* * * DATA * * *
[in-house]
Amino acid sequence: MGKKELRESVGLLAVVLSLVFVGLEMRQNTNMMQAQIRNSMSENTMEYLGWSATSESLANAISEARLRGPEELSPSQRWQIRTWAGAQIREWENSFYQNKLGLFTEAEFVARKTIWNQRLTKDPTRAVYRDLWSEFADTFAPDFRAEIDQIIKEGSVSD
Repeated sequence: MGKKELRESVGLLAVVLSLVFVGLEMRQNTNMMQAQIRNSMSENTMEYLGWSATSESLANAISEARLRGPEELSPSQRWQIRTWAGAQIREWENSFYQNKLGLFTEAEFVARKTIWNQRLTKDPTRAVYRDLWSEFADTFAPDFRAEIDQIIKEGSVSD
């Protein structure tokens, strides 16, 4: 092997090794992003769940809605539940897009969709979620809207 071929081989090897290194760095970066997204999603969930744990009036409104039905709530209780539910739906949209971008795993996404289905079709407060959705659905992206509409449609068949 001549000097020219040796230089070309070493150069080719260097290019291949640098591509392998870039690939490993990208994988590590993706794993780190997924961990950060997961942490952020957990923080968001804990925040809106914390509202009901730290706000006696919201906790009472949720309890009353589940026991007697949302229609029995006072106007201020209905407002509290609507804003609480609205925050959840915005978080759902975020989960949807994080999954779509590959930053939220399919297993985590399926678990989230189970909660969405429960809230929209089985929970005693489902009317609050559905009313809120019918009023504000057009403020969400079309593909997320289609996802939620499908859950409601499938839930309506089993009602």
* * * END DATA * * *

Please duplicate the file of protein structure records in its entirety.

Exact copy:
[in-house]
Amino acid sequence: MGKKELRESVGLLAVVLSLVFVGLEMRQNTNMMQAQIRNSMSENTMEYLGWSATSESLANAISEARLRGPEELSPSQRWQIRTWAGAQIREWENSFYQNKLGLFTEAEFVARKTIWNQRLTKDPTRAVYRDLWSEFADTFAPDFRAEIDQIIKEGSVSD
Repeated sequence: MGKKELRESVGLLAVVLSLVFVGLEMRQNTNMMQAQIRNSMSENTMEYLGWSATSESLANAISEARLRGPEELSPSQRWQIRTWAGAQIREWENSFYQNKLGLFTEAEFVARKTIWNQRLTKDPTRAVYRDLWSEFADTFAPDFRAEIDQIIKEGSVSD
């Protein structure tokens, strides 16, 4: 092997090794992003769940809605539940897009969709979620809207 071929081989090897290194760095970066997204999603969930744990009036409104039905709530209780539910739906949209971008795993996404289905079709407060959705659905992206509409449609068949 001549000097020219040796230089070309070493150069080719260097290019291949640098591509392998870039690939490993990208994988590590993706794993780190997924961990950060997961942490952020957990923080968001804990925040809106914390509202009901730290706000006696919201906790009472949720309890009353589940026991007697949302229609029995006072106007201020209905407002509290609507804003609480609205925050959840915005978080759902975020989960949807994080999954779509590959930053939220399919297993985590399926678990989230189970909660969405429960809230929209089985929970005693489902009317609050559905009313809120019918009023504000057009403020969400079309593909997320289609996802939620499908859950409601499938839930309506089993009602």